This is also a global problem. While the report’s authors are making recommendations for U.S. readers, pollution, energy generation, etc., are meaningful challenges to people worldwide. They are also interconnected, as pollution in one area of the world can impact another. Climate changes have magnified those impacts and brought on challenges for the world’s current custodians. So, hopefully, the authors’ solutions are global in scope.
They are but aren’t.
A hiccup with their observation is that it moseys into the science fiction realms of “..off-world power production, manufacturing, and Lunar resource extraction….” Of course, those technologies would be helpful. While others in China and ESA have mentioned similar wishlists, the space agency with the most budget resources and likely the highest concentration of launch experts, NASA, is having difficulty building and launching something as basic as a rocket. But the biggest challenge is that those recommendations mention technologies that aren’t mature. Worse, pursuing them may encourage governments to put off working on effective climate and pollution solutions on Earth.
Commercial space technology has forever changed the nature of conflict
Frankly, technology always “forever” changes the nature of conflict, at least until something new comes along. Chemical, tank, ICBM, drone; blitzkrieg, guerilla, nuclear triad, global reach-global power, etc.--conflict changes as technology is appropriated, which changes tactics. Changes brought about by new technologies are also something the rest of the world deals with. The report’s authors don’t mention a thoughtful solution in the section (page 82) elaborating on the observation, promoting “mandates,” forcing the DoD to use commercial products and services. Mandates are one of the sources of the DoD’s acquisition problems.
I suggest that commercial space technology is just another aspect of the constant technological changes as nations position themselves to gain whatever advantage they can from it. In this way, this bullet ties into the “New Space Risk” bullet, as, at least in the U.S., the military is very slow to adopt these changes. Similarly, not just other nations but commercial companies can learn from this concept. A company that is slow in its adoption of a technology or reaction to changing environments is refusing to acknowledge reality at its peril.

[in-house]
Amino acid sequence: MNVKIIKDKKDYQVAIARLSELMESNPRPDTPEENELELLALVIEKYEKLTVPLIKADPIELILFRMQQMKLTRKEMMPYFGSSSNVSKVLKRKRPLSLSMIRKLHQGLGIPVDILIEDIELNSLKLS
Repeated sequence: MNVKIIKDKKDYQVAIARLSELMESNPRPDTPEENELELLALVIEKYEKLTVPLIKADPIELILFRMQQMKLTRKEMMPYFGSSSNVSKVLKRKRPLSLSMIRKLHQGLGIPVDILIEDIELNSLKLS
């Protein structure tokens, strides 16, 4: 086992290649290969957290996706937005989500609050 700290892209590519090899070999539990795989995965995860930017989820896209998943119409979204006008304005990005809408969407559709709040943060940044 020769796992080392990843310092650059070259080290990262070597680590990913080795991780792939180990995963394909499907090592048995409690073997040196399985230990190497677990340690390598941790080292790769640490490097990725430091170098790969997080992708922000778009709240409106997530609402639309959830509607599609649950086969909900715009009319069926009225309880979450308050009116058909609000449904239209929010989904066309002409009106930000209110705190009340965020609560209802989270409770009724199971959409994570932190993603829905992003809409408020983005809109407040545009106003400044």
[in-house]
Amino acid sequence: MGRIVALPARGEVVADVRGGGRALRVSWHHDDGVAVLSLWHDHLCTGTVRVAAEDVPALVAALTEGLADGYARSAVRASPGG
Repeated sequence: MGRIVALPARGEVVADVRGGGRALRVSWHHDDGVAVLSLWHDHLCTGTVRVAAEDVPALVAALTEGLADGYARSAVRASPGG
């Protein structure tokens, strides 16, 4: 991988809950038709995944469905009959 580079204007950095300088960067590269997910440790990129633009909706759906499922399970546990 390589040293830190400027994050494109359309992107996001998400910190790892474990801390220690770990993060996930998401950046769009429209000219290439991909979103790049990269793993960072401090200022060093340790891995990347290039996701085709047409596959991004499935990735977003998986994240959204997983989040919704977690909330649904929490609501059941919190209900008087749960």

But the real problem with that last bullet is that it focuses on a trend that is going on today, which may or may not continue. It sounds profound, even though it seems obvious. Unfortunately, human nature will cause many report readers to unthinkingly latch onto that observation and turn it even more into the space flavor of the day for the self-licking ice cream cone. Embracing what the commercial sector offers to boost military capability should have always been on the table, but making it seem as if it’s the only path to the future is foolish.
Is it useful?
The report is an interesting read. But after going through its observations and the supporting information, it’s unclear how useful it is. The report’s major observations combine views of alarmism (China Space Race), pie-in-the-sky solutions, evident business practice, and looking backward. The report contains some useful ideas: satellite transponders and avoidance systems; airspace/maritime deconfliction; establishing a single licensing agency. But they are lost amidst the typical narratives, such as “more STEM,” “more money,” “more space race,” and “more government insertion in commercial endeavors.”
If anything, the report should be seen as part of a conversation for working on space industry challenges. It brings a perspective and ideas from the inevitable biases that perspective fosters. Suppose commercial space industry (and other international) stakeholders published their version of this kind of state of the industry report. In that case, it may help bring about balanced solutions to what are essentially global challenges.